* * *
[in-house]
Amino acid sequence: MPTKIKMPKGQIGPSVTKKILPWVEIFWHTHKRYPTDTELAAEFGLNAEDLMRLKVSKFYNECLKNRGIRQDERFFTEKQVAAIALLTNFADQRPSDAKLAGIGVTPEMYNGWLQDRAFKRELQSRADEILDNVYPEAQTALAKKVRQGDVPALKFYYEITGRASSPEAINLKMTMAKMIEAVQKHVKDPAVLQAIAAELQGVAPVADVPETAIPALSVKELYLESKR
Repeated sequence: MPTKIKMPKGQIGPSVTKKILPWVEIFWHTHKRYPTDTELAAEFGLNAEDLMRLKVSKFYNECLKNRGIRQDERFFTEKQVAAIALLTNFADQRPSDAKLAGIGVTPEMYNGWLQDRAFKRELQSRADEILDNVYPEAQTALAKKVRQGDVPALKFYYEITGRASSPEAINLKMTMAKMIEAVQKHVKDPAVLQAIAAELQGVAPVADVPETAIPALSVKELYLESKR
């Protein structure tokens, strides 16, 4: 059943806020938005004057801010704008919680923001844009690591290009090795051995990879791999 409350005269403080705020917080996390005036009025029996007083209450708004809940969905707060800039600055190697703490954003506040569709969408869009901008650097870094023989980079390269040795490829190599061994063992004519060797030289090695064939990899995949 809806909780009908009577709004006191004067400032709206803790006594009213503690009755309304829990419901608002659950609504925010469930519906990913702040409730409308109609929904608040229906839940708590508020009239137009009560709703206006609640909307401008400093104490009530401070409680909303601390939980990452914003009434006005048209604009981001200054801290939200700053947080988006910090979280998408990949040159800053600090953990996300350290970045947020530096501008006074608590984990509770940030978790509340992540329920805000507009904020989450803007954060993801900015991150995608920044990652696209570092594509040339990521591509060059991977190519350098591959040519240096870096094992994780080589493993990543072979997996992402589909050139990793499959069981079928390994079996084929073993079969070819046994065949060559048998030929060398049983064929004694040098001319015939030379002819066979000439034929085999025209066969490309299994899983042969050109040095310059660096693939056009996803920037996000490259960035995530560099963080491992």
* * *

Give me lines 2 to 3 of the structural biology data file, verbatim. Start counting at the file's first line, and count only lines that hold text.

Amino acid sequence: MPTKIKMPKGQIGPSVTKKILPWVEIFWHTHKRYPTDTELAAEFGLNAEDLMRLKVSKFYNECLKNRGIRQDERFFTEKQVAAIALLTNFADQRPSDAKLAGIGVTPEMYNGWLQDRAFKRELQSRADEILDNVYPEAQTALAKKVRQGDVPALKFYYEITGRASSPEAINLKMTMAKMIEAVQKHVKDPAVLQAIAAELQGVAPVADVPETAIPALSVKELYLESKR
Repeated sequence: MPTKIKMPKGQIGPSVTKKILPWVEIFWHTHKRYPTDTELAAEFGLNAEDLMRLKVSKFYNECLKNRGIRQDERFFTEKQVAAIALLTNFADQRPSDAKLAGIGVTPEMYNGWLQDRAFKRELQSRADEILDNVYPEAQTALAKKVRQGDVPALKFYYEITGRASSPEAINLKMTMAKMIEAVQKHVKDPAVLQAIAAELQGVAPVADVPETAIPALSVKELYLESKR